Her second biking outing was today and she did great. No one teased her for having a small bike, and the gym teacher reminded everybody that people go at their own pace and that it's not a race.

There's more that can be said about this, and I'll probably write a few follow up posts on the subject. It definitely got me thinking about the definition of bullying, how we accept it as a society (or choose not to) and where to draw the line as a parent in getting involved in our children's social upbringing.

Monday, September 17, 2012

What Happened to Lindsey Part 1

We love our children dearly and want to protect them as much as we can, while still letting them learn their own way, become their own people and develop their talents.

Lindsey had a challenging start to her 4th grade year.

On the first day of school we received a flyer home from the gym teacher informing us of a biking unit that they'll be having right away this fall. Children will be expected to bring or ride their bikes to school, and they will learn about biking safety and bike around the gorgeous lakes that are in our neighborhood.

Sounds like a dream gym class for any 4th grader. Except our 4th grader has yet to learn how to ride her bike.

When she read the flyer she burst into tears. I told her we could get a pass from the class since she couldn't ride, but then she said she didn't want a pass because she was embarrassed that her friends would find out that she couldn't ride her bike yet. She'd been embarrassed about it for a year or more which was part of the reason why she still hadn't learned how to ride. She refused to practice in our own neighborhood where her friends might see her. Any attempts we made to take her to a remote location like a parking lot was met with about 5 minutes of effort, 5 minutes of whining and 10 minutes of pouting. We gave up. She would just have to learn how to ride in her own time...whenever that would be. Apparently now was the time.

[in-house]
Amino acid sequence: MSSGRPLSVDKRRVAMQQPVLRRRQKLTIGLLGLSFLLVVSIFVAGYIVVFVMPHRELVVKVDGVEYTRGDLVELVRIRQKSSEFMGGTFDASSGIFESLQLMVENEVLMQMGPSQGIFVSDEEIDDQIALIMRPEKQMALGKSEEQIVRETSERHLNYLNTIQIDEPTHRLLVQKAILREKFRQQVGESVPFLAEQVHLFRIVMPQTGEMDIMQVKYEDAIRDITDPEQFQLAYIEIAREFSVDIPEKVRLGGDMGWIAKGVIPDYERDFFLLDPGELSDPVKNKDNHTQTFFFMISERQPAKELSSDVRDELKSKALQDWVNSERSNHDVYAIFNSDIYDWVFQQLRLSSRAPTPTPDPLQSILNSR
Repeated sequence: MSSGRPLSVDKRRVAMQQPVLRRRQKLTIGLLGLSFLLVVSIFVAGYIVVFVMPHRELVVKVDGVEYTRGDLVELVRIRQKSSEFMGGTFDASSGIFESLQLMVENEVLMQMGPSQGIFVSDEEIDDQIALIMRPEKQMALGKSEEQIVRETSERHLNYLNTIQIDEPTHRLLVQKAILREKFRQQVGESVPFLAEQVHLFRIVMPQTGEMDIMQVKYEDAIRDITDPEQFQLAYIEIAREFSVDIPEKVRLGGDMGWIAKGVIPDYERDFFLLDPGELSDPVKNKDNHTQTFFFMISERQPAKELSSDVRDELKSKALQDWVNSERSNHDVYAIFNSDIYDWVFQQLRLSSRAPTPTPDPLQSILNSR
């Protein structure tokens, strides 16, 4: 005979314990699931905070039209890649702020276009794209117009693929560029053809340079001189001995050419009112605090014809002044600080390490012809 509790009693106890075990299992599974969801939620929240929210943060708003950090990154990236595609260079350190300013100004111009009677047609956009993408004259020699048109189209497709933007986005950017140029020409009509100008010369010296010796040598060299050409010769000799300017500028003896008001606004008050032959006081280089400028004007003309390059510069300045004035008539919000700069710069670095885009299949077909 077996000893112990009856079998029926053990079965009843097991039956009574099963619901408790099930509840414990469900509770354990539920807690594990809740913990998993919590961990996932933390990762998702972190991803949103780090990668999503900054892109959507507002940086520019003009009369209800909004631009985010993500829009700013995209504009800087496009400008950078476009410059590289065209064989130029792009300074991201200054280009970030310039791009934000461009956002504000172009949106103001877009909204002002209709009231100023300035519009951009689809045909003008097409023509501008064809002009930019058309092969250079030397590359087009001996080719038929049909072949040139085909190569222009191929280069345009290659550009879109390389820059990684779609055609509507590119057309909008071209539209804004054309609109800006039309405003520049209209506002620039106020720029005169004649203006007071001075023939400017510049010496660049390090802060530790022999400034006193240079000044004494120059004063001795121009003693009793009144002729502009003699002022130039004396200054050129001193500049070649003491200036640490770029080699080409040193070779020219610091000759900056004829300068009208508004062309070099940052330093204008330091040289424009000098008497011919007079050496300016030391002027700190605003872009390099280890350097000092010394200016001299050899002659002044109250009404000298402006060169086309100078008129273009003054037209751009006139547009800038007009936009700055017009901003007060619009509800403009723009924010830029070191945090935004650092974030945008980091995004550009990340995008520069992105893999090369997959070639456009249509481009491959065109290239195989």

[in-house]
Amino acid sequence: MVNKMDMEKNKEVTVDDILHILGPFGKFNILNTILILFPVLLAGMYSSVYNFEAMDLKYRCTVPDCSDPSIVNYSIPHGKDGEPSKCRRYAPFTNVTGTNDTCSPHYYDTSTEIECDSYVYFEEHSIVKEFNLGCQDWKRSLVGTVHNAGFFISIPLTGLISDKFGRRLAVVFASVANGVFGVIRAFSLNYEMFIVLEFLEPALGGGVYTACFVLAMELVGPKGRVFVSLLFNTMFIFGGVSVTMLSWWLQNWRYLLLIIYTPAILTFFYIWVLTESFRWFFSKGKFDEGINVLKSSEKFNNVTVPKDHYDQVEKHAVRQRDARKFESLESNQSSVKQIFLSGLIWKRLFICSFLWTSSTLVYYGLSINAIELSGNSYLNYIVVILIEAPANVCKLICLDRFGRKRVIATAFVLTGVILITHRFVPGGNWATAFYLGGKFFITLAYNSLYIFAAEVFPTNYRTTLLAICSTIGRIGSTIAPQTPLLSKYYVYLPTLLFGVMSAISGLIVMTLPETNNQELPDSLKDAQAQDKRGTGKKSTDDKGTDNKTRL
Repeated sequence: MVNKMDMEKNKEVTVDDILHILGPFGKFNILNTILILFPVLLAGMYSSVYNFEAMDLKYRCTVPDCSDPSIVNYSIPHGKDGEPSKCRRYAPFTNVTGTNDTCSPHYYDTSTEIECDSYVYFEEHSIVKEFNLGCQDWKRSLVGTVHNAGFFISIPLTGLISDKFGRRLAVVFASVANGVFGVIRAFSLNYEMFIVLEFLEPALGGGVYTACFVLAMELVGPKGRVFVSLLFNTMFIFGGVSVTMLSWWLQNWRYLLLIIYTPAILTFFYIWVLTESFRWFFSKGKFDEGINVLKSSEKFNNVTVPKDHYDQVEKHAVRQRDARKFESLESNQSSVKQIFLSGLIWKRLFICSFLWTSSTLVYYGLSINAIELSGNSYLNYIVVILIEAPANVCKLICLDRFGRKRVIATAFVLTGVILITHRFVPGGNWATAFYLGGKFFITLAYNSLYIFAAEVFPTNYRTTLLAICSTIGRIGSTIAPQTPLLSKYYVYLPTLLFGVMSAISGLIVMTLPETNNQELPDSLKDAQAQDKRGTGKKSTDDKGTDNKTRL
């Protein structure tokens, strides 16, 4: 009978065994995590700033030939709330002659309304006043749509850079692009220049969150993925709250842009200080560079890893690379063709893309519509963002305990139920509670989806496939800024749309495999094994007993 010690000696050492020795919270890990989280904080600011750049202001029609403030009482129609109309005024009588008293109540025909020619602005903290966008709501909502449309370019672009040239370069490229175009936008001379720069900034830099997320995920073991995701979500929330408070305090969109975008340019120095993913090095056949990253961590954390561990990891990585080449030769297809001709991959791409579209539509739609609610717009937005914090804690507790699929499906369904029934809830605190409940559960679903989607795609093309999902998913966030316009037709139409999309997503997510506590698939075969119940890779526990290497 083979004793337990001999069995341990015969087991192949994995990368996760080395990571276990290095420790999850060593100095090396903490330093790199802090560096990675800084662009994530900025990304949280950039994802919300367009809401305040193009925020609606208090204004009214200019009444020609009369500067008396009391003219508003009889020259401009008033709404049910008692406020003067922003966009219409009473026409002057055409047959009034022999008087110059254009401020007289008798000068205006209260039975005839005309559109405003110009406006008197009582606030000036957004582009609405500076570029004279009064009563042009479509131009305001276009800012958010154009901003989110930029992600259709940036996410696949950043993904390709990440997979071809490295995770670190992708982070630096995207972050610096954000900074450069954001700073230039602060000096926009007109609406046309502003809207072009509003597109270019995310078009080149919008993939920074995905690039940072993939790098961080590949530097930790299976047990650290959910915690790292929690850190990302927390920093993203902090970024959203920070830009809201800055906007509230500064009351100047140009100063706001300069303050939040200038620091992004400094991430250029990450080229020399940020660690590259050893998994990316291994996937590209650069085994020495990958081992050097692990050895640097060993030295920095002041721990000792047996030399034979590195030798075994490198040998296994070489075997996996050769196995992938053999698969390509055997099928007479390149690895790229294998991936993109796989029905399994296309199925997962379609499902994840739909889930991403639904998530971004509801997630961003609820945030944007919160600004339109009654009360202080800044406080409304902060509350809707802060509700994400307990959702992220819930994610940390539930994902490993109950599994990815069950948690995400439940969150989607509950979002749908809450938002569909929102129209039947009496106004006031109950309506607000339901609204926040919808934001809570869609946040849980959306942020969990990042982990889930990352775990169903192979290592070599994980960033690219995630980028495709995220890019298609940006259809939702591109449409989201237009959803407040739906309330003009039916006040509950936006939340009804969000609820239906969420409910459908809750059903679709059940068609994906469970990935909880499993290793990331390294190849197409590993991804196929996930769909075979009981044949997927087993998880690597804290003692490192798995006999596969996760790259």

She decided that she would learn how to ride her bike in two weeks. And guess what -- she did. She confided in a friend of hers that she didn't yet know how to ride a bike, and her friend came over and showed her. I couldn't believe my eyes when I saw her finally riding down the street. Wobbly, but riding. We tried to teach her for 2 years and her friend taught her in 5 minutes.

One problem was that she was still riding the bike we bought her when she was 4 or 5, and she is now 9. Because really, who would buy a child a bike that fit them when she hadn't learned to ride the smaller one she already had? She was still unsteady; I figured that a smaller bike would be better for her for a while, at least until she got more confidence. Wayne thought that we may want to get her a larger bike before her class, but I was concerned about her confidence on the larger bike, and said we should wait.

The day of the first biking outing Lindsey was excited. She couldn't wait to take her bike to school. She had learned how to use a bike lock and loved her helmet. I couldn't wait to pick her up from school to see how it had gone.

Sunday, September 16, 2012

NorthShore Inline Marathon

I've been busy. That's what happens when you prioritize fitness over non-fitness activities.

But this weekend was a big one, the NorthShore Inline Marathon, THE skating event for me. It's a full 26.2 marathon, along the same course of Grandma's marathon, from Two Harbors to Duluth, MN, with a view of Lake Superior for much of the race.

Last year was my first time skating it, and I completed in 1:58, beating the time I thought I would get by a good 20 minutes. I met a lot of good people, learned a lot about skating, equipment and the efficiency of drafting.